Garden design is considered to be an art in most cultures, distinguished from gardening, which generally means garden maintenance. Garden design can include different themes such as perennial, butterfly, wildlife, Japanese, water, tropical, or shade gardens. In Japan, Samurai and Zen monks were often required to build decorative gardens or practice related skills like flower arrangement known as ikebana. In 18th-century Europe, country estates were refashioned by landscape gardeners into formal gardens or landscaped park lands, such as at Versailles, France, or Stowe, England. Today, landscape architects and garden designers continue to produce artistically creative designs for private garden spaces. In the USA, professional landscape designers are certified by the Association of Professional Landscape Designers.
Source: Wikipedia Gardening
Leading figures in early education have always stressed the importance of children spending time out of doors. Charlotte Mason encouraged four to six hours of daily outdoor time.
Watching our children grow can be like observing a garden. There are times of quick, blossoming, and far-reaching growth coupled with times of dormant waiting. The garden teaches us patience, presents us with surprises; so too it calls us to pay careful attention to singular and distinct needs of different plants. How perfect a parallel to parenting!
Time in the garden provides a much needed contrast to the loud and frenzied mood of the park. The rush of sliding and swinging have their place; the quiet of tending the earth has its own.
Children can help with existing gardening needs, or you may choose to start a small garden especially purposed for this time together. Either route will provide an opportunity for your children to cooperate– with you, with siblings, with neighbors– in selecting which plants are best suited to your space. Whether you have a small container garden or entire yards with which to work, your little ones will have to research which plants will thrive in the conditions of your garden. You may choose a pollinator and butterfly garden to attract bees and butterflies, or a succulent garden. Either of these can be done with limited space and will add beauty and togetherness to your time outdoors.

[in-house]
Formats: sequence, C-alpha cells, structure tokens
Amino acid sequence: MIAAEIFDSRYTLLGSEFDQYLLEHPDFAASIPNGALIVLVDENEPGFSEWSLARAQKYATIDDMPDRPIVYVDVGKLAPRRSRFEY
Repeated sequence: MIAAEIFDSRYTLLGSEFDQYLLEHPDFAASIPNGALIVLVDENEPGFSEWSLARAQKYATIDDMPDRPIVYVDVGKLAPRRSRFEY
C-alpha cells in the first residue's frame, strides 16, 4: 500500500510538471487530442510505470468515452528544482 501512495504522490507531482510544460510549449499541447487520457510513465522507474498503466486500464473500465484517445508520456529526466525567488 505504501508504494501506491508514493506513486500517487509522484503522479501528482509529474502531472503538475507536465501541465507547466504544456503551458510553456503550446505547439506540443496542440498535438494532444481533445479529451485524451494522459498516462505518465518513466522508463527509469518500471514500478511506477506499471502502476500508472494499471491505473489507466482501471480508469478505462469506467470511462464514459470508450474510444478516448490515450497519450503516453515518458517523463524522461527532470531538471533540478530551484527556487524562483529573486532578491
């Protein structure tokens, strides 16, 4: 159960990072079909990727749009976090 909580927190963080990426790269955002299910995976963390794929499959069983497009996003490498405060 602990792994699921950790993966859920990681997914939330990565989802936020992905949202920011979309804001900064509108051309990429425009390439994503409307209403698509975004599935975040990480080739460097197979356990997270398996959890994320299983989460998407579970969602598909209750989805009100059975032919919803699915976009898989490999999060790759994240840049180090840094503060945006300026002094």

If you have “room to grow,” you may wish to plant root vegetable or fruit trees. Lavender is easily grown and attracts pollinators (be careful if there are any severe allergies to bee stings among your family) and aloe is easily maintained and wonderfully useful as a salve for minor burns and scrapes. Whatever it is you choose to plant, look forward to getting your hands dirty. When our youngest was born, a friend enlightened us with an adage from her Chinese traditions and said “Every day, feel the earth.” She encouraged us to make certain our daughter literally dug her bare toes in the grass, in the dirt, every day– this to promote a oneness with nature.
A garden provides a beautiful platform for vivid language and dialogue. We can speak to our children about colors and size, about textures and smells. Hands-on learning does not have to come by expensive science and craft kits– it can happen right in our backyard. Children will learn AND SEE the parts of a plant; you can keep a field journal to describe the growth process and record both information about your garden and the memories time tending it will bring. In a world full of high-tech devices and flashy advertisements directed at children, gardening with them will provide a sense of calm– a sacred space for them to watch life change and grow as we watch them.